He did not found Sunday School, as the first was opened in 1751 at St Mary’s Church in Nottingham.  In 1769, Hannah Ball founded one in High Wycombe, Buckinghamshire. However, Raikes laid the groundwork for a number of Sunday Schools across England during his lifetime.  In the United States, mill owner Samuel Slater, originally from Derbyshire, began one for his child labourers in 1790.

Raikes was the grandson of an Anglican vicar, Yorkshireman Timothy Raikes, and the son of a newspaper owner, also named Robert.  Robert Raikes the Elder (as he is known) had settled in Gloucester by the time Robert Raikes the Younger was born.  His Gloucester Journal had been in publication for several years by then.  Raikes the Younger inherited the newspaper in 1757.

Raikes was concerned about the effect that the Industrial Revolution had upon children, especially boys.  He saw that because of a six-out-of-seven day workweek, they had no means of moral, religious or educational development.  Many adult factory workers were illiterate.  Furthermore, either exhaustion or social circumstances prevented them from attending church.  In the worst cases, fathers had ended up in jail or the workhouse, as they were too impoverished to pay their debts.  Raikes visited these institutions regularly and was appalled at the conditions, including the lack of food.

Raikes’s middle-class contemporaries hired governesses or tutors for their children.  Some sent their sons to fee-based local grammar schools or to boarding schools, which are still known today as ‘public schools’.  There were no state-run institutions at the time, although a number of charity or church-endowed ragged schools — some better than others — existed for the education of the poor and working class.

Raikes was so unsettled by the social conditions in Gloucester’s slums that he asked the Revd Thomas Stock of Ashbury, Berkshire, for advice.  Surely, a day-long school session held on Sundays and using the Bible as the textbook would teach the boys how to read and introduce them to Christianity.  Diligent students would then have not only skills to help them out of the grind of poverty but also equip them with good morals and biblical knowledge.

So, in 1780, a Gloucester woman, Mrs Meredith, opened her home to start the first Sunday School.  Raikes publicised the new venture in the Gloucester Journal and it quickly caught the attention of Englishmen nationwide.  In a recent biography of Raikes, the Telegraph recounted the story (emphases mine below):

In beginning Sunday schools, he worked with a local clergyman, at first paying four women to teach children in their houses. In 1780 he started a Sunday school in his own parish of St Mary de Crypt, hearing the children’s reading and awarding prizes.

Writing about the success of his venture in his own paper, Raikes attracted the attention of the Gentleman’s Magazine. The idea spread. “I find these schools springing up everywhere I go,” John Wesley noted in 1784. By 1786, 200,000 children were said to be involved.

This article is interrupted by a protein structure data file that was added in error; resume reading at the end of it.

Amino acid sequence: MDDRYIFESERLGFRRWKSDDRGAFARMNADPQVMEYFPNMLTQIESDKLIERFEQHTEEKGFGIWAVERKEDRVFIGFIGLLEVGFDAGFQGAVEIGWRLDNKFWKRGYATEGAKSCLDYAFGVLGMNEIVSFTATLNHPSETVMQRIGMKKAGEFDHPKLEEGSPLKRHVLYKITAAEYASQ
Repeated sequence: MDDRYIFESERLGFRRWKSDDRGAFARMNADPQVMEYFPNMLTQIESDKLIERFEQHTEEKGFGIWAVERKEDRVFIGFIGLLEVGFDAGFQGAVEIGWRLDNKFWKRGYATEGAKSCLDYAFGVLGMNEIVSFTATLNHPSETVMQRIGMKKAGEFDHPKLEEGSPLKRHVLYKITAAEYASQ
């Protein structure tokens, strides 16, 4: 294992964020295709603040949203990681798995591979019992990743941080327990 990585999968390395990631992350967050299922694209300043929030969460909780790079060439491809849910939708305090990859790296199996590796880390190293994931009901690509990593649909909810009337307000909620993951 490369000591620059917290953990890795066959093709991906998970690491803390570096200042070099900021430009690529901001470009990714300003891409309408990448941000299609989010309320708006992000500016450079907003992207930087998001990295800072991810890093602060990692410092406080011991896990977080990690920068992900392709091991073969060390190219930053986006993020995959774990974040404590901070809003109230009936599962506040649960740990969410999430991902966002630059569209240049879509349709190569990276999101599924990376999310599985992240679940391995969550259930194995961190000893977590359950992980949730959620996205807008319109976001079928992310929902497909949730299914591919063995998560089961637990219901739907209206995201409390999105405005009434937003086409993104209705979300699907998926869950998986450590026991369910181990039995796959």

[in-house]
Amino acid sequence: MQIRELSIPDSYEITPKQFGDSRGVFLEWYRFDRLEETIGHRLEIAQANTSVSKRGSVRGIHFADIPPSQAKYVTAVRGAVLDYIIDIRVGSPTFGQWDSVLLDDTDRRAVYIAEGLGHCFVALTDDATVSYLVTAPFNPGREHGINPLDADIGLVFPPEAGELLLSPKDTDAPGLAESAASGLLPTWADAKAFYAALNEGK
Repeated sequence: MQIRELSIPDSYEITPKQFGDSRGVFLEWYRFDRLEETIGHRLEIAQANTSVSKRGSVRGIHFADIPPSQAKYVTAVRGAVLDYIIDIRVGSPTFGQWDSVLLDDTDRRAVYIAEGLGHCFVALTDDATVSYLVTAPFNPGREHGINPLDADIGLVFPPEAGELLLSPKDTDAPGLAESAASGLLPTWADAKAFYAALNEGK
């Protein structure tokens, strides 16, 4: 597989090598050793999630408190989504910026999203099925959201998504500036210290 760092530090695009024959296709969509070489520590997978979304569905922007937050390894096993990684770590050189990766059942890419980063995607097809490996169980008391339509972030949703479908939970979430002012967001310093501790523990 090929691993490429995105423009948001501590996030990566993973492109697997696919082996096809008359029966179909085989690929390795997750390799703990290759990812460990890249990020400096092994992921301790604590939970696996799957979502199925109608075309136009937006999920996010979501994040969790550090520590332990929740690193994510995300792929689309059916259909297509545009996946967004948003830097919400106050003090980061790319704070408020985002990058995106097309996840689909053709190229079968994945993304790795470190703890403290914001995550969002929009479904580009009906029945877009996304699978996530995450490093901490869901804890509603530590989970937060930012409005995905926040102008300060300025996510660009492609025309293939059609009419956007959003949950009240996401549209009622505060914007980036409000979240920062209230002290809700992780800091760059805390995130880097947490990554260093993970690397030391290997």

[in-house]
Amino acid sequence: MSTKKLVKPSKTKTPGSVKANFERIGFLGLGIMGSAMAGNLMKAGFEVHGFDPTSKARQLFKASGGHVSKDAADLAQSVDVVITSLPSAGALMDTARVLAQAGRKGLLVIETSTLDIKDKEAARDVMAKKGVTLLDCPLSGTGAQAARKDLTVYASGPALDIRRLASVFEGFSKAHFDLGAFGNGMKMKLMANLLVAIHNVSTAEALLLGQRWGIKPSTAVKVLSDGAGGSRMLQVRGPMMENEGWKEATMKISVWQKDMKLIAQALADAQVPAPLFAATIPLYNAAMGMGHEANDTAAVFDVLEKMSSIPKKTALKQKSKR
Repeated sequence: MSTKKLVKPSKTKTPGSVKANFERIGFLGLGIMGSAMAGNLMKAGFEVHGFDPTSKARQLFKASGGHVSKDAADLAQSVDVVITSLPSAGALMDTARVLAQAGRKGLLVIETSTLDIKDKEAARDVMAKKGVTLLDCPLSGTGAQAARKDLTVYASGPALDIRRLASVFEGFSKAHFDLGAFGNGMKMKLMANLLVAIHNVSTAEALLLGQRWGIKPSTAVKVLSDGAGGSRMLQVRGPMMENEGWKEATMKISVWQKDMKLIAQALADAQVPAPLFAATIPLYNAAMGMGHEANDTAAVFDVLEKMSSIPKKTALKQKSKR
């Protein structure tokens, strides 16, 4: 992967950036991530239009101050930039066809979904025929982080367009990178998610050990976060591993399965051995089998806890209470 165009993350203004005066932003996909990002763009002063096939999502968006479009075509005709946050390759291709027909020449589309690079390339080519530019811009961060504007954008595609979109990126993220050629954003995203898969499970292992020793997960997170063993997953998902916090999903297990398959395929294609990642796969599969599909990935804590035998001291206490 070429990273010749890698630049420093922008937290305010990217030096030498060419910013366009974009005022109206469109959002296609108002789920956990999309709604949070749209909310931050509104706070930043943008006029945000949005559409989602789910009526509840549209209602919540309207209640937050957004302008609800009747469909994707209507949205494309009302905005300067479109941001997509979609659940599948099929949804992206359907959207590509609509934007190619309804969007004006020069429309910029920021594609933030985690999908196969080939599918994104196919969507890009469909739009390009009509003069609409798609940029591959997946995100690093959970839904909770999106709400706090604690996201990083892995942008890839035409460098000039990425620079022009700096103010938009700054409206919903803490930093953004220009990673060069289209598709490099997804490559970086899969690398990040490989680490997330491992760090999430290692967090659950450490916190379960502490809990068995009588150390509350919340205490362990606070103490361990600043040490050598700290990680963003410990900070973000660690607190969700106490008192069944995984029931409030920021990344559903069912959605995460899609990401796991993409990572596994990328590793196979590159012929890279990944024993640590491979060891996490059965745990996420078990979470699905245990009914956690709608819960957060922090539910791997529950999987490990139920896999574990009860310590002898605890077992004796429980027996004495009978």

Raikes had hit upon a need at a time when people were willing to do something to remedy it. Others had been working elsewhere on a similar idea. There was much energy among nonconformists, but Raikes was keen to make the enterprise serve the mission of the Church of England. Some parsons were reluctant to help, finding no warrant for it in the Book of Common Prayer and disapproving of independent lay initiatives.

Initially, only boys were allowed to attend, possibly because of their future roles as primary breadwinners. However, it was not long before Raikes and his teachers admitted girls to the classes. Raikes wrote the instructions for the teachers and described how they structured the day:

The children were to come after ten in the morning, and stay till twelve; they were then to go home and return at one; and after reading a lesson, they were to be conducted to Church. After Church, they were to be employed in repeating the catechism till after five, and then dismissed, with an injunction to go home without making a noise.

As one would expect, Raikes was not without his critics.  Wikipedia says:

There were disputes about the movement in the early years. The schools were derisively called “Raikes’ Ragged School”. Criticisms raised included that it would weaken home-based religious education, that it might be a desecration of the Sabbath, and that Christians should not be employed on the Sabbath. “Sabbatarian disputes” in the 1790s led many Sunday schools to cease their teaching of writing.

In 1811, the year Raikes died, the Telegraph states:

there was founded the splendidly named National Society for the Promotion of the Education of the Poor in the Principles of the Established Church. One thing it did was to provide booklets for Sunday schools. Under the modest name of the National Society, it still exists, promoting the Church education of a million children on weekdays.

Twenty years after Raikes’s death:

Sunday schools in Great Britain were teaching weekly 1,250,000 children, approximately 25 percent of the population.

Nonconformist churches and chapels also started Sunday Schools, particularly in deprived areas.  It was not unknown for adults to begin attending them in some regions.  From there, church-sponsored activities and associations began, particularly for the needy and disadvantaged.  One excellent illustration is that of Surrey Chapel in Southwark (London), which existed between 1783 and 1881.  Southwark, although somewhat transformed now with a number of office blocks, is still a poor area and has a number of council estates for its residents.  Surrey Chapel, however, helped transform the borough.  From Wikipedia (earlier link):